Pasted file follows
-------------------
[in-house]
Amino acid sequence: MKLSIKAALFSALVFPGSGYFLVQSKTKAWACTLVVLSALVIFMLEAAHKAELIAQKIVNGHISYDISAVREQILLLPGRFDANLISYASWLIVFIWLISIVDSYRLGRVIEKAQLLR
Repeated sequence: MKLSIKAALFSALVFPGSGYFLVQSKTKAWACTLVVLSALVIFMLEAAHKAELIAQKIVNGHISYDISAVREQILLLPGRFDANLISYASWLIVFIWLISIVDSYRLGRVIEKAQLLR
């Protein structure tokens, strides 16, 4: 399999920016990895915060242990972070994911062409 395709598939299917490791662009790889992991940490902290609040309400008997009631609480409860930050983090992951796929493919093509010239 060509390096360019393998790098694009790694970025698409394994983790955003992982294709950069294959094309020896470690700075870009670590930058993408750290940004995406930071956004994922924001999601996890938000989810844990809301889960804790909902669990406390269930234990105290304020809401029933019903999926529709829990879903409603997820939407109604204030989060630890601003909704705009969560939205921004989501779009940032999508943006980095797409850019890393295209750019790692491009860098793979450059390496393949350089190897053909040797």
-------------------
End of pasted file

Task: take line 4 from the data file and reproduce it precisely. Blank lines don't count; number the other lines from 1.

């Protein structure tokens, strides 16, 4: 399999920016990895915060242990972070994911062409 395709598939299917490791662009790889992991940490902290609040309400008997009631609480409860930050983090992951796929493919093509010239 060509390096360019393998790098694009790694970025698409394994983790955003992982294709950069294959094309020896470690700075870009670590930058993408750290940004995406930071956004994922924001999601996890938000989810844990809301889960804790909902669990406390269930234990105290304020809401029933019903999926529709829990879903409603997820939407109604204030989060630890601003909704705009969560939205921004989501779009940032999508943006980095797409850019890393295209750019790692491009860098793979450059390496393949350089190897053909040797």